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Plant and grow Haskap Berries – the earliest bearing berries of the season
Haskap berries are becoming a more well known berry to grow in the family garden. Also known as Honeyberry plants, this fruiting shrub is quite perfect for northern gardens. I wanted to share some tips to help you grow the best haskap berries possible.
Haskap berries are becoming more popular to grow in the United States, but they have been well-known and grown in Canada for decades. They’re the perfect fruiting bush to plant in your home garden.
Some people grow these berries on a large scale and use them for commercial sales. They would be a great option for farm sales or selling at the farmers markets.
How to Grow Haskap Berries
Here are some helpful tips and tricks to grow haskap berries at home. These delicious berries are best used for fresh eating, sauces, and even wine! It’s a bonus that they store well in the freezer to use for later baking into loafs, muffins or fruit crisps.
They taste like a blueberry, but…not quite.
General Tips for Growing Haskap Plants
- You need to plant two different varieties for pollination.
- Haskaps are fast growing and can reach 8 feet in height. You will find the plant needs some pruning after a couple of years. For Haskap berry pruning tips, here’s an article on pruning shrubs and fruit trees.
- The plants may produce a handful or two of fruit in the second year.
- You’ll want to use well aged manure (or compost) once per year – apply a topdressing at the base of the plant in spring.
- You can also use a balanced organic fertilizer. Apply it in early spring or fall to ensure your fruiting shrubs continue to grow healthy.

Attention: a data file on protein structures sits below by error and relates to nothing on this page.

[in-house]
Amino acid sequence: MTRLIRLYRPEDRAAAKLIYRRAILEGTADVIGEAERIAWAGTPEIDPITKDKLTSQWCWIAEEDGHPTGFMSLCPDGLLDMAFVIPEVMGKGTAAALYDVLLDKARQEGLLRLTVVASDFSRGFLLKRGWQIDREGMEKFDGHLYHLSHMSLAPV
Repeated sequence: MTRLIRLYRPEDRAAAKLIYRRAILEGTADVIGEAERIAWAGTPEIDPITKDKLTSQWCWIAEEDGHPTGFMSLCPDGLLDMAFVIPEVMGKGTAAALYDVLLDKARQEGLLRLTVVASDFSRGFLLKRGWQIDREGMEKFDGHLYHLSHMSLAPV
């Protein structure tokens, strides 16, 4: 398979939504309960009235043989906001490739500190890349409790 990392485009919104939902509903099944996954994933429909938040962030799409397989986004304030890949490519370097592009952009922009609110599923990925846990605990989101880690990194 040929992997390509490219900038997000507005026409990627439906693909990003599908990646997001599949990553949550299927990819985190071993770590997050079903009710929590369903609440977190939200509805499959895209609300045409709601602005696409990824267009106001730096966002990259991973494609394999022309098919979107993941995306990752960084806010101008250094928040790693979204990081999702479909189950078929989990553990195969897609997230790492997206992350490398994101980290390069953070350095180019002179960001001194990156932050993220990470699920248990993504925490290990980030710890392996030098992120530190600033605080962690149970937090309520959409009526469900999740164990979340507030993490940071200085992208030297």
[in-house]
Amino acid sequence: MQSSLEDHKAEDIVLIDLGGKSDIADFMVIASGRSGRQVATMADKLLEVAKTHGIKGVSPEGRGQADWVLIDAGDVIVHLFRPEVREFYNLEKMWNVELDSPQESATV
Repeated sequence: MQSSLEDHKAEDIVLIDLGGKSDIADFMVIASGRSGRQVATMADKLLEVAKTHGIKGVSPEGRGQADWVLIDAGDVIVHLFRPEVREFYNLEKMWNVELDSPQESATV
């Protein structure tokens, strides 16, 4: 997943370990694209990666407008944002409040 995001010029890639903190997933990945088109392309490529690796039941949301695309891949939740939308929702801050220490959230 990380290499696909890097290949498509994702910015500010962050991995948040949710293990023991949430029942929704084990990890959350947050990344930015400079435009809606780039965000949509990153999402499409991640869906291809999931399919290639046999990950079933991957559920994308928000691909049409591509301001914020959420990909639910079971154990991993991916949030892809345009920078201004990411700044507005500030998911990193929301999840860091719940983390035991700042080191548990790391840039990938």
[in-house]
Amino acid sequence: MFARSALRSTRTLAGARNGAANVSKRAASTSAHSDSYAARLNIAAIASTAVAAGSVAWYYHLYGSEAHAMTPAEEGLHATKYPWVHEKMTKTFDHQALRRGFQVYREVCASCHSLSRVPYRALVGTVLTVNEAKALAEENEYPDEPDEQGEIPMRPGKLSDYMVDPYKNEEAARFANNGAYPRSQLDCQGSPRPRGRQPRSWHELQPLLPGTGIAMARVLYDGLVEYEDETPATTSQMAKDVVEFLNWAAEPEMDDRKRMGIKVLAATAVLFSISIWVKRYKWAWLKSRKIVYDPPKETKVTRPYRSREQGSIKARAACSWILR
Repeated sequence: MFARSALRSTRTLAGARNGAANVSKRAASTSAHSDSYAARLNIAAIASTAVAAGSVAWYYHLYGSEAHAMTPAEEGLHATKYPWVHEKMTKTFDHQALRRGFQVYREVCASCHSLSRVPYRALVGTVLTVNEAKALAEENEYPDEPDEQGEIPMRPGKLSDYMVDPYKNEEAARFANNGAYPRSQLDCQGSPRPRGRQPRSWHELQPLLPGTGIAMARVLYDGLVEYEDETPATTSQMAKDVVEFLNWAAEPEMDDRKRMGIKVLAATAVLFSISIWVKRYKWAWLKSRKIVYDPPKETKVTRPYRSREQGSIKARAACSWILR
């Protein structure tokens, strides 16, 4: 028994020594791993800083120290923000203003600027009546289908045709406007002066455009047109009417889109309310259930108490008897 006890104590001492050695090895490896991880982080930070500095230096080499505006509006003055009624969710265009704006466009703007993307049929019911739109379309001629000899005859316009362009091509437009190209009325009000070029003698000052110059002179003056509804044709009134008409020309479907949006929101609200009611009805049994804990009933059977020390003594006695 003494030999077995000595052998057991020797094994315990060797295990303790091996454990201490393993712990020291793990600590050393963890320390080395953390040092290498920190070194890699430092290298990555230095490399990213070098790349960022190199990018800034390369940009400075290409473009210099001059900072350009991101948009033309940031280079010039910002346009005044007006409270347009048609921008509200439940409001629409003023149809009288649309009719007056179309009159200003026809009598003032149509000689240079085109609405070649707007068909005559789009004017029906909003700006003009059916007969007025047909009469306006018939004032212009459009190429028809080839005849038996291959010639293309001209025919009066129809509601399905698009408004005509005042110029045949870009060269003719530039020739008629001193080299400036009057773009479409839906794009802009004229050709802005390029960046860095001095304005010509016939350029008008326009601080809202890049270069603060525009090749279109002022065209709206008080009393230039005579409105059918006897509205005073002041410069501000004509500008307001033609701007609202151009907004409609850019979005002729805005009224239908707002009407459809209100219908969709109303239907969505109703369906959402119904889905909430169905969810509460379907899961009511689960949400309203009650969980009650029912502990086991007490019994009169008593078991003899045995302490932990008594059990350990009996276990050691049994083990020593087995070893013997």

- They’re a pretty plant with lovely foliage! Find a way to incorporate them into your flower gardens.
Where do Haskap Berry Plants Grow?
The Haskap berry growing zone is wide – they can be grown in Zones 2 – 9. But, they do their very best where there is a cold winter. Many shrubs do best where there is a true real cold season; it’s part of the dormancy cycle.
We are in Zone 3 and friends here have many Haskap bushes growing in their garden. At times, we get winter temperatures of -30C and these plants are that cold hardy.
I am finding that these Haskap plants are hardier than blueberry plants – I have tried several times to grow blueberries here and finally gave up.
When and Where to Plant Haskap Berries
It’s best to plant your haskap berries in a somewhat sheltered area, where they are protected from heavy wind. These berries will need full to partial sunlight for maximum harvest. They very much prefer full sun, so don’t be afraid to put them right out in the open.
Include them planted throughout a large flowerbed; they will do great planted at the back with shorter shrubs and flowers in front of them.
Plant your berry bushes in a well prepared bed that includes plenty of well aged compost or manure. Add lots of compost to the hole you dig. You’ll need to have a well-drained but nutrient-rich soil for your bushes.
They do best growing in a soil that has a pH of 5 -8.5. Think about the type of soil blueberry plants like – it is the same for these haskap berries.
Plant them 4 – 6 feet apart and let your shrub just settle in the first year. Make sure to water the hole before planting and water again after filling in the hole. Be sure to water regularly for the first while. Consistent watering will go a long ways to helping your plants get established.
Pollination and Flowering
Be sure to plant two varieties of haskap berries as this is a plant that needs cross pollination in order to set fruit. Just ask at the nursery and they will be able to help.
It’s recommended that you plant the two varieties in close range to each other to maximize your chances of an ample harvest. Our three shrubs are planted about 5 feet away from each other.